Villanova's football program was living on borrowed time. Telltale signs were the red ink that flowed over financial statements, the apathy that infiltrated the student body.
Reports of the program's demise may have been premature at the start of the 1980s, but by the spring of 1981 they proved numbingly accurate.
It was in April of that year when the university's board of trustees unceremoniously turned thumbs down on football. The decision was made in the early afternoon on a Tuesday. It wasn't until 8 that night that coach Dick Bedesem found out. And as legend has it, he was in the home of a recruit at the time.
"There was a lot of backlash," Villanova athletic director Ted Aceto said yesterday, remembering a dark era along Philadelphia's Main Line. "It was a tough time to work here. I had to support [the direction] the bosses were heading in, but I didn't say I supported the decision to cut football."
A decade later, football is back at Villanova. It has found its proper place. It is Division I-AA. It is the Yankee Conference. It is 65 scholarships.
The Wildcats are 4-4 heading into tomorrow's game at New Hampshire. They are averaging 10,495 at home with a pair of sellouts. They have played two Friday night games. A year ago they were co-champs in the Yankee Conference and reached the Division I-AA playoffs, where they lost, 52-36, to the eventual champion, Georgia Southern. In a city where it must compete with Temple, Penn and the Eagles, Villanova football is getting along quite nicely, thanks.
So for those locals who think they may have seen the last of Towson State football, there is proof of life after death. Dead for four long years, Villanova football was resurrected in 1985 and nursed back to health with a cautious, calculated game plan.
"The program is very healthy because we did it the right way," Aceto said. "We brought it back gradually. The first year we played five games and three were against JV teams. We built two classes of scholarship players. We moved into a conference.
"We were all on the mark to go to Division I-AA. That was the goal from the beginning."
There are, of course, a few very large differences between Villanova and Towson State. Villanova is a private school, Towson a state school. Villanova had big-time football for 79 years when the board of trustees snuffed that tradition out. Towson has had football for 22 years.
Aceto knows about Villanova's tradition. He quarterbacked two bowl teams for the university, in the Liberty Bowl in 1961 and the Sun Bowl a year later. He was also the athletic director when football was discontinued after a 6-5 season.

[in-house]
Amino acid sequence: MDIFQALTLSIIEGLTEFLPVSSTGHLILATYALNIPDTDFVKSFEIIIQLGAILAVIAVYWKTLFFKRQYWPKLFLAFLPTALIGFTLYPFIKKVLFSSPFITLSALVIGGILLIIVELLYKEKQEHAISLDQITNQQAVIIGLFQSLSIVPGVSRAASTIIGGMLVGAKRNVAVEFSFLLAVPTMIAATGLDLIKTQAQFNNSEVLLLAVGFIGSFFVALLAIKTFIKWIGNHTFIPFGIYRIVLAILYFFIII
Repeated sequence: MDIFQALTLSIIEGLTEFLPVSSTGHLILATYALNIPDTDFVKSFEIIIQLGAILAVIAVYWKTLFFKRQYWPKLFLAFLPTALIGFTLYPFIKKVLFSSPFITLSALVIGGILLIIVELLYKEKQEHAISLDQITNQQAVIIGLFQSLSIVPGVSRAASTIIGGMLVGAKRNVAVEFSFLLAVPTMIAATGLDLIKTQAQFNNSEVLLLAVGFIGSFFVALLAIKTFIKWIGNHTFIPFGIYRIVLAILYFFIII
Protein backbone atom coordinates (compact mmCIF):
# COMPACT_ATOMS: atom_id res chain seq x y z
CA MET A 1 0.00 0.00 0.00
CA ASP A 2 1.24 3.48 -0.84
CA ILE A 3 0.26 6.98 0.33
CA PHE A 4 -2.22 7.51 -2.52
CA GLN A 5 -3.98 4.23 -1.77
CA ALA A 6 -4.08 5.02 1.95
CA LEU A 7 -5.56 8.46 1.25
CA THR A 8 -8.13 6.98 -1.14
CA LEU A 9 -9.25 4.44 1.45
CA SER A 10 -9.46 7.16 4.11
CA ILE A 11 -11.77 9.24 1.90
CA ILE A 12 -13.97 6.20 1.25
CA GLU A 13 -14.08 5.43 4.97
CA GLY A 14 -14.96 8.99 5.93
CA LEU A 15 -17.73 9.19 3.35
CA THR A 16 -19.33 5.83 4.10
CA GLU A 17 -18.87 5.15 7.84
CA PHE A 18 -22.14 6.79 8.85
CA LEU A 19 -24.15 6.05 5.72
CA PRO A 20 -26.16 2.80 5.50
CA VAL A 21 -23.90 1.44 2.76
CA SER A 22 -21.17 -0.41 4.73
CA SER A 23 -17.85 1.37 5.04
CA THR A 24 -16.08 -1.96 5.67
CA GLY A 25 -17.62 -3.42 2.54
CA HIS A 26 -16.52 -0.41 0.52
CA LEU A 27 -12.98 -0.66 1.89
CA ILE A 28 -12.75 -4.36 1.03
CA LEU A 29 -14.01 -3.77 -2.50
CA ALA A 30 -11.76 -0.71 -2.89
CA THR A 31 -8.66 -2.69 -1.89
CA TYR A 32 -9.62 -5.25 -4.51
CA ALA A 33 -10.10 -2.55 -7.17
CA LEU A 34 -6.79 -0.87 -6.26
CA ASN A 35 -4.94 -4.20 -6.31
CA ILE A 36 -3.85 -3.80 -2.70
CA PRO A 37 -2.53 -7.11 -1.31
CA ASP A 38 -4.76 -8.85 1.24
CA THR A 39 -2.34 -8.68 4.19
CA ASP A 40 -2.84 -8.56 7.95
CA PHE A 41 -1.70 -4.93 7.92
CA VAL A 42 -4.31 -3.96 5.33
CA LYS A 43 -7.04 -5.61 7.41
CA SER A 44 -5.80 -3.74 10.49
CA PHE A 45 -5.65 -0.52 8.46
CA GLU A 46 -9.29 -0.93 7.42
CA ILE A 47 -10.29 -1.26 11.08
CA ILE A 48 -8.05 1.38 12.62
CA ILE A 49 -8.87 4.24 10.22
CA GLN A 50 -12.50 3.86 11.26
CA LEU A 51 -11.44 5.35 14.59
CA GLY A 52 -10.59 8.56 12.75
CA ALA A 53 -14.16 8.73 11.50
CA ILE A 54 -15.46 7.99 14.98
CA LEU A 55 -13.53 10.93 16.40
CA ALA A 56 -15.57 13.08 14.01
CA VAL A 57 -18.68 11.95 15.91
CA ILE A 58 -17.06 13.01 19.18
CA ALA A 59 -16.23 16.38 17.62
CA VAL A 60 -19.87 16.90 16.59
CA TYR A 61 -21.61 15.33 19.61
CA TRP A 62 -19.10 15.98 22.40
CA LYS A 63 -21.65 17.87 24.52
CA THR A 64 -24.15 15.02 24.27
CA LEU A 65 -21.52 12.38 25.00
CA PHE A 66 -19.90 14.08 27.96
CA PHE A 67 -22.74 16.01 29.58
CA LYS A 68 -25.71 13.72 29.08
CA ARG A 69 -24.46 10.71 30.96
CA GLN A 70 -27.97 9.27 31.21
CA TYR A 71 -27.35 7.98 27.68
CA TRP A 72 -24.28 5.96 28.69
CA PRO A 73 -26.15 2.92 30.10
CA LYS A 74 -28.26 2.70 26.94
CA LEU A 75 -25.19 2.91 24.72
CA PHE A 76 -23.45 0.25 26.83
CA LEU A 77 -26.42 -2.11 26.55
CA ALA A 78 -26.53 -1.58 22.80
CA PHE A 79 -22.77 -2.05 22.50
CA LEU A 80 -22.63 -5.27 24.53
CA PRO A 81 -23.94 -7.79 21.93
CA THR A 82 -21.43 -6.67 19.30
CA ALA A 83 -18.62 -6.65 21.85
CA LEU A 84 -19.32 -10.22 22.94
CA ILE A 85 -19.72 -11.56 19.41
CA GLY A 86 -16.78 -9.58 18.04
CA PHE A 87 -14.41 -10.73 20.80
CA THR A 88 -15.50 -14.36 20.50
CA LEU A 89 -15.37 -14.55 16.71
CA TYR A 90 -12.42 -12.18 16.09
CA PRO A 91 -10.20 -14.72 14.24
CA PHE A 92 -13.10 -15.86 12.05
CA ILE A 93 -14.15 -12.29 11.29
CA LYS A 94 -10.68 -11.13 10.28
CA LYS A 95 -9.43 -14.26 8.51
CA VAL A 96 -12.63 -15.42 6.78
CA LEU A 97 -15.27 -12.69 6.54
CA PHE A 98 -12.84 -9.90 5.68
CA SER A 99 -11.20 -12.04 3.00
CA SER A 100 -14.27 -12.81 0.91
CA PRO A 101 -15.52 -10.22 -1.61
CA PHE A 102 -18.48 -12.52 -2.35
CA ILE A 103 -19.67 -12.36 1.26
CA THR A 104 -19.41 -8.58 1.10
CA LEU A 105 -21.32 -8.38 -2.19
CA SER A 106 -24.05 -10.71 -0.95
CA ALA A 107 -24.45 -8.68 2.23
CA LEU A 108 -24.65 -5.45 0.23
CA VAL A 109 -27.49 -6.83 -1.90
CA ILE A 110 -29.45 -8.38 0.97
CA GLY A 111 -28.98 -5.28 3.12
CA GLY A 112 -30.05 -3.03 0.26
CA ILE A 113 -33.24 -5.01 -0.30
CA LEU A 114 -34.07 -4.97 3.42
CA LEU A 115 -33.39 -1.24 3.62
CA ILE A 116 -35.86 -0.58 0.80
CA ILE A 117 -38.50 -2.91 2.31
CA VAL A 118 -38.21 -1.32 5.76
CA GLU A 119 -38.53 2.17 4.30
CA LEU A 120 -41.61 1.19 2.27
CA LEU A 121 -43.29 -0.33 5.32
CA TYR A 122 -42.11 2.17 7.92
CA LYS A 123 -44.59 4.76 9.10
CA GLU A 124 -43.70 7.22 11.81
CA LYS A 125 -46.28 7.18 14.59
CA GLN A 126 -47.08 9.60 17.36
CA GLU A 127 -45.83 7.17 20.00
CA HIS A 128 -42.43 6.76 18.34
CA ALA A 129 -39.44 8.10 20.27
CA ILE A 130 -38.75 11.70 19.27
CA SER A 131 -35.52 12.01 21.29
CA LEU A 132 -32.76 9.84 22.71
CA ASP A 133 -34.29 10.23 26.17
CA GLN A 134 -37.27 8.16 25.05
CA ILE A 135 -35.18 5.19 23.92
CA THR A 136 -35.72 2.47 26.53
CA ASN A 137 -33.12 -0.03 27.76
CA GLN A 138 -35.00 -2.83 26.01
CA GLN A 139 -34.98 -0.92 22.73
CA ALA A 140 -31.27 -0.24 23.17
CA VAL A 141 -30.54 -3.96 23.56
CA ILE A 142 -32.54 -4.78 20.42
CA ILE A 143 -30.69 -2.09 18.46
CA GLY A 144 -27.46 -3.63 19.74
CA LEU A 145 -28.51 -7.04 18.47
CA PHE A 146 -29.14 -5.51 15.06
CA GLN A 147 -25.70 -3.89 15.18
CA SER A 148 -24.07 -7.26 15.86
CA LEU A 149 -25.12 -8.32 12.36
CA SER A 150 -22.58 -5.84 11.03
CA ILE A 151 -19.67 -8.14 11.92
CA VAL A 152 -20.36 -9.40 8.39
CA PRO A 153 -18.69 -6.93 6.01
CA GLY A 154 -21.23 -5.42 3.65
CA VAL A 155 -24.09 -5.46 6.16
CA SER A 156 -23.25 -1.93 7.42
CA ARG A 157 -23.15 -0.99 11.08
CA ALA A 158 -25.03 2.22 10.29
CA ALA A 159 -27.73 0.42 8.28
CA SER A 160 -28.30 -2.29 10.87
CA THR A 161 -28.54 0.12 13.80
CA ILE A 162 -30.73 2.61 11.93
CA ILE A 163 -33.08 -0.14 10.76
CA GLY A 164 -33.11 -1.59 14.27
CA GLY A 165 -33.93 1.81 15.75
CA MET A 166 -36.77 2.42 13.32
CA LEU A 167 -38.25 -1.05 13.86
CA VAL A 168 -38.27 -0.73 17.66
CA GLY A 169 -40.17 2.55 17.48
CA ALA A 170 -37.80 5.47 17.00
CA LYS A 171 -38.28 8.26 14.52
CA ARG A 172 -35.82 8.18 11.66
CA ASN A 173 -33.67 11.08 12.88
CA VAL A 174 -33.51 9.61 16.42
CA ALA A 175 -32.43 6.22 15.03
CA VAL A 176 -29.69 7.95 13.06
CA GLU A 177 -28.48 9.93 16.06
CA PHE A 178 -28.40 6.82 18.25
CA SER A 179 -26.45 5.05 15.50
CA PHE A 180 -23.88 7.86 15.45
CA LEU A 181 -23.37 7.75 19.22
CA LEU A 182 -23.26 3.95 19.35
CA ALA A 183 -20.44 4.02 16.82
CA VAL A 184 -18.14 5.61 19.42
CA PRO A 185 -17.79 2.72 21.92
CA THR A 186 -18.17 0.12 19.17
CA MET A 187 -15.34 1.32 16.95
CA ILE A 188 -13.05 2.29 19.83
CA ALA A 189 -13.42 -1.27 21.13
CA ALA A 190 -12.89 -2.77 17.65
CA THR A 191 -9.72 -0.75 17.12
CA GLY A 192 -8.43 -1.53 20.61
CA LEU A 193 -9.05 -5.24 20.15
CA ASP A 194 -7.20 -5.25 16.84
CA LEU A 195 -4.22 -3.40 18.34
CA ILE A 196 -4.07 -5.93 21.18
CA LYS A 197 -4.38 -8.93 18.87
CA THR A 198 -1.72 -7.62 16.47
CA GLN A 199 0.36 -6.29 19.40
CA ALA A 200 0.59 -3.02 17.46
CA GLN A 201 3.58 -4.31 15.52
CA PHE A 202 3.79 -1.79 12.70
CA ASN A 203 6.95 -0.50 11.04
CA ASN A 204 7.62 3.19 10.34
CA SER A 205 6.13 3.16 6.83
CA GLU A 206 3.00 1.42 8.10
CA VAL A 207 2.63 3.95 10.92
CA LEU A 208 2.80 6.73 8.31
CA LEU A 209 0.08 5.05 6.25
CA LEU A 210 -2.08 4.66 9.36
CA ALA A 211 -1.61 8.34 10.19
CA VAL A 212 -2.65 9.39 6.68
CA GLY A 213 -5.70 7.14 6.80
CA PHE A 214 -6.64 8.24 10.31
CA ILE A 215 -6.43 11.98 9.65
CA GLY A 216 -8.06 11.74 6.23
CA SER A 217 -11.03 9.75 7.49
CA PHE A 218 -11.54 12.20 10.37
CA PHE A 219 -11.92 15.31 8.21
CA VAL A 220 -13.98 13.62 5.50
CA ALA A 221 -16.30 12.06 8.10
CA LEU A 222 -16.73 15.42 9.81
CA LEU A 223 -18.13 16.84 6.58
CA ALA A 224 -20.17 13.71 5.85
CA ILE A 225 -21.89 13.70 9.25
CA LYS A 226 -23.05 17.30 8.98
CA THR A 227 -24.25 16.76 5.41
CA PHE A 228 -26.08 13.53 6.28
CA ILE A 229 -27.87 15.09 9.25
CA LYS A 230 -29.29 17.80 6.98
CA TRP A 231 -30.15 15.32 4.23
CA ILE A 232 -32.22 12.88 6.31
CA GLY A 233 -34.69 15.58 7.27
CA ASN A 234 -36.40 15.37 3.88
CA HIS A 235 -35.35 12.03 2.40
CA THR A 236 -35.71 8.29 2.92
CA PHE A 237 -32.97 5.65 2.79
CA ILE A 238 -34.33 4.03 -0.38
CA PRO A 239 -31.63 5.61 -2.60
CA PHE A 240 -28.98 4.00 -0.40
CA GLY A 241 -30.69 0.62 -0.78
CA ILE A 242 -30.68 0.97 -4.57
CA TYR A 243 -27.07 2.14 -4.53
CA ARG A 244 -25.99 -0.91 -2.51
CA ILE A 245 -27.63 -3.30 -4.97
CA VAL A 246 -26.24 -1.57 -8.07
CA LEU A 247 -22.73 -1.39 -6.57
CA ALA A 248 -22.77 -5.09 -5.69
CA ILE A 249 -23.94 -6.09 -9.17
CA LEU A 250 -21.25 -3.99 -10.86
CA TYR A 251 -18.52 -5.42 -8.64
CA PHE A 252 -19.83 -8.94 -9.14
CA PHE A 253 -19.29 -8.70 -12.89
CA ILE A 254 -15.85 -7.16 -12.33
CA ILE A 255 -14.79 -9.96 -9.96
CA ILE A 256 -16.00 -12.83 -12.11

"We had a void, and the void was very painful," he said.
"There was a lot of ill feeling there for a while. It was big on the part of the administration, the president and the board of trustees to try to iron out the problem, to come up with some sort of pro forma to bring football back."
Prodded by the alumni and student body, the board of trustees voted to reinstate football in December 1983. Various factions spent the next year working out details for a reasonable return. Aceto was instrumental in the fine-tuning.
"We upped the prices of tickets, to where alums guaranteed X-number of tickets to be sold," he said. "Students were charged so much to bring back football. That first year I think it was $35 [apiece]. The university made the commitment to bring the family back together again."
The new Wildcats returned in September 1985 and went 5-0 against a group of JV teams that included one from the Naval Academy. In 1986, against a mix of Division III, II and I-AA teams (Iona, Mercyhurst, Columbia, Central Connecticut), they went 8-1. In 1987 they played I-A and I-AA teams and went 6-5.
In 1988 they joined the Yankee Conference and went 5-5-1. A year ago they went 8-4. Success begat success.
"We were fortunate," Aceto said. "We got a lot of support. We've had an average of [at least] 10,000 at all our games. It's a great level, it's great competition. It has kind of built up the interest. But like anything else, if we're playing Saturday afternoon and it's not Parents Day or homecoming, our students might go watch Notre Dame."